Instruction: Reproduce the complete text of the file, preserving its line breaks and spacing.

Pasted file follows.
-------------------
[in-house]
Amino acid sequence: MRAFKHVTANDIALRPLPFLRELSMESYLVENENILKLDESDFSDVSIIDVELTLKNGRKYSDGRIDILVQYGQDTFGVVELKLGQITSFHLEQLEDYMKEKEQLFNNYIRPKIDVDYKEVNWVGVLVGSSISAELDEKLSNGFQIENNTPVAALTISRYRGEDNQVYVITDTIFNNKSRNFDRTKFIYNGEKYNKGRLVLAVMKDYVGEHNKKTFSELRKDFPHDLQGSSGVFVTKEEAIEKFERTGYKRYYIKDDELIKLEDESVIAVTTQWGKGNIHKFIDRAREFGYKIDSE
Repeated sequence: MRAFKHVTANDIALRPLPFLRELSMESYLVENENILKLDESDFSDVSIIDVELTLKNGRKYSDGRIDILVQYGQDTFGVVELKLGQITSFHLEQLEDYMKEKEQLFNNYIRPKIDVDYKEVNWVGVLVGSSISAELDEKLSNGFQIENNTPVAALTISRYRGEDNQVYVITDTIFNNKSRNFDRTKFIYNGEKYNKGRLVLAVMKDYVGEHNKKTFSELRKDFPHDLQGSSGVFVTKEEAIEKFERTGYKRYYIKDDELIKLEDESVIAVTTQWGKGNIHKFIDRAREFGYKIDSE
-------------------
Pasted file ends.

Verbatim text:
[in-house]
Amino acid sequence: MRAFKHVTANDIALRPLPFLRELSMESYLVENENILKLDESDFSDVSIIDVELTLKNGRKYSDGRIDILVQYGQDTFGVVELKLGQITSFHLEQLEDYMKEKEQLFNNYIRPKIDVDYKEVNWVGVLVGSSISAELDEKLSNGFQIENNTPVAALTISRYRGEDNQVYVITDTIFNNKSRNFDRTKFIYNGEKYNKGRLVLAVMKDYVGEHNKKTFSELRKDFPHDLQGSSGVFVTKEEAIEKFERTGYKRYYIKDDELIKLEDESVIAVTTQWGKGNIHKFIDRAREFGYKIDSE
Repeated sequence: MRAFKHVTANDIALRPLPFLRELSMESYLVENENILKLDESDFSDVSIIDVELTLKNGRKYSDGRIDILVQYGQDTFGVVELKLGQITSFHLEQLEDYMKEKEQLFNNYIRPKIDVDYKEVNWVGVLVGSSISAELDEKLSNGFQIENNTPVAALTISRYRGEDNQVYVITDTIFNNKSRNFDRTKFIYNGEKYNKGRLVLAVMKDYVGEHNKKTFSELRKDFPHDLQGSSGVFVTKEEAIEKFERTGYKRYYIKDDELIKLEDESVIAVTTQWGKGNIHKFIDRAREFGYKIDSE